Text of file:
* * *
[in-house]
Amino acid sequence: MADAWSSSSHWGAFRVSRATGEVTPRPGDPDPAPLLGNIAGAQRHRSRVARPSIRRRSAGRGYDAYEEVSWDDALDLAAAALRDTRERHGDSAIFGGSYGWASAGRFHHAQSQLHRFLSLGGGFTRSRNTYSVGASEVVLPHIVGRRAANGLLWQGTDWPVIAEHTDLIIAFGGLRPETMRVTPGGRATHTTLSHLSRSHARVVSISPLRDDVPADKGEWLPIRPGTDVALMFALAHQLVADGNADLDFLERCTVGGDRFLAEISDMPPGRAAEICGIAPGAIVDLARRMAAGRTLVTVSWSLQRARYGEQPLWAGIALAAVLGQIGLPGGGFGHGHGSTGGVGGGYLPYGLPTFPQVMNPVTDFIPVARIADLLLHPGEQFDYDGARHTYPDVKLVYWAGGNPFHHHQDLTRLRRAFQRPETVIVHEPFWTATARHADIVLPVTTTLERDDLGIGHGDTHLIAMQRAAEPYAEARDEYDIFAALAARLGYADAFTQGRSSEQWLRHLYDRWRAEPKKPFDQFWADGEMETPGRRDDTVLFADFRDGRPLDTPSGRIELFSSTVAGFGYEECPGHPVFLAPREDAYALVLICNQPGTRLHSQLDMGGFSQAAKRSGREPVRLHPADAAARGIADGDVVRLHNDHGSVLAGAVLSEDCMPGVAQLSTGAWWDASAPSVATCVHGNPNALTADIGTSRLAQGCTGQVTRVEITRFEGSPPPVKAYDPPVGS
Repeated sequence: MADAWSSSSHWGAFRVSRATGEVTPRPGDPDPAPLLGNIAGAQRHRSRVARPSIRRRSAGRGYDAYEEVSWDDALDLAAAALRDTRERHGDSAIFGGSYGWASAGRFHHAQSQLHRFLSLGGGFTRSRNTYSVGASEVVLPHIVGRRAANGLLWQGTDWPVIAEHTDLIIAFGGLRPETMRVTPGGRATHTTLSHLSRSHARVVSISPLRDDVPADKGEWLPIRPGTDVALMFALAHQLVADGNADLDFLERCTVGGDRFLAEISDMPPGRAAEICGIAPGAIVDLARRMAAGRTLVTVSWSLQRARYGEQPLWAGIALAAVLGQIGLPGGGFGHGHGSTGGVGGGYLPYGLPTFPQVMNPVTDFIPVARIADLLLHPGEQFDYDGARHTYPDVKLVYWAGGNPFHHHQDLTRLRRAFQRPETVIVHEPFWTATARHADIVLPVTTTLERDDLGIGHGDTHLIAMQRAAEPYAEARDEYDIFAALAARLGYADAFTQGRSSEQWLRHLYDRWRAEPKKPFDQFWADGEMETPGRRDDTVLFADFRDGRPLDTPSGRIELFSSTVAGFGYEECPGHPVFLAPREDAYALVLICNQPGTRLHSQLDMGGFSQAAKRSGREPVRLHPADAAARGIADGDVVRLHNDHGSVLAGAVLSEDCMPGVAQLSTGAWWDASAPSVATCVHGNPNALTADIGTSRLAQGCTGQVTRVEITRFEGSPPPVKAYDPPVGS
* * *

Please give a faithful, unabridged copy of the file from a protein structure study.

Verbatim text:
[in-house]
Amino acid sequence: MADAWSSSSHWGAFRVSRATGEVTPRPGDPDPAPLLGNIAGAQRHRSRVARPSIRRRSAGRGYDAYEEVSWDDALDLAAAALRDTRERHGDSAIFGGSYGWASAGRFHHAQSQLHRFLSLGGGFTRSRNTYSVGASEVVLPHIVGRRAANGLLWQGTDWPVIAEHTDLIIAFGGLRPETMRVTPGGRATHTTLSHLSRSHARVVSISPLRDDVPADKGEWLPIRPGTDVALMFALAHQLVADGNADLDFLERCTVGGDRFLAEISDMPPGRAAEICGIAPGAIVDLARRMAAGRTLVTVSWSLQRARYGEQPLWAGIALAAVLGQIGLPGGGFGHGHGSTGGVGGGYLPYGLPTFPQVMNPVTDFIPVARIADLLLHPGEQFDYDGARHTYPDVKLVYWAGGNPFHHHQDLTRLRRAFQRPETVIVHEPFWTATARHADIVLPVTTTLERDDLGIGHGDTHLIAMQRAAEPYAEARDEYDIFAALAARLGYADAFTQGRSSEQWLRHLYDRWRAEPKKPFDQFWADGEMETPGRRDDTVLFADFRDGRPLDTPSGRIELFSSTVAGFGYEECPGHPVFLAPREDAYALVLICNQPGTRLHSQLDMGGFSQAAKRSGREPVRLHPADAAARGIADGDVVRLHNDHGSVLAGAVLSEDCMPGVAQLSTGAWWDASAPSVATCVHGNPNALTADIGTSRLAQGCTGQVTRVEITRFEGSPPPVKAYDPPVGS
Repeated sequence: MADAWSSSSHWGAFRVSRATGEVTPRPGDPDPAPLLGNIAGAQRHRSRVARPSIRRRSAGRGYDAYEEVSWDDALDLAAAALRDTRERHGDSAIFGGSYGWASAGRFHHAQSQLHRFLSLGGGFTRSRNTYSVGASEVVLPHIVGRRAANGLLWQGTDWPVIAEHTDLIIAFGGLRPETMRVTPGGRATHTTLSHLSRSHARVVSISPLRDDVPADKGEWLPIRPGTDVALMFALAHQLVADGNADLDFLERCTVGGDRFLAEISDMPPGRAAEICGIAPGAIVDLARRMAAGRTLVTVSWSLQRARYGEQPLWAGIALAAVLGQIGLPGGGFGHGHGSTGGVGGGYLPYGLPTFPQVMNPVTDFIPVARIADLLLHPGEQFDYDGARHTYPDVKLVYWAGGNPFHHHQDLTRLRRAFQRPETVIVHEPFWTATARHADIVLPVTTTLERDDLGIGHGDTHLIAMQRAAEPYAEARDEYDIFAALAARLGYADAFTQGRSSEQWLRHLYDRWRAEPKKPFDQFWADGEMETPGRRDDTVLFADFRDGRPLDTPSGRIELFSSTVAGFGYEECPGHPVFLAPREDAYALVLICNQPGTRLHSQLDMGGFSQAAKRSGREPVRLHPADAAARGIADGDVVRLHNDHGSVLAGAVLSEDCMPGVAQLSTGAWWDASAPSVATCVHGNPNALTADIGTSRLAQGCTGQVTRVEITRFEGSPPPVKAYDPPVGS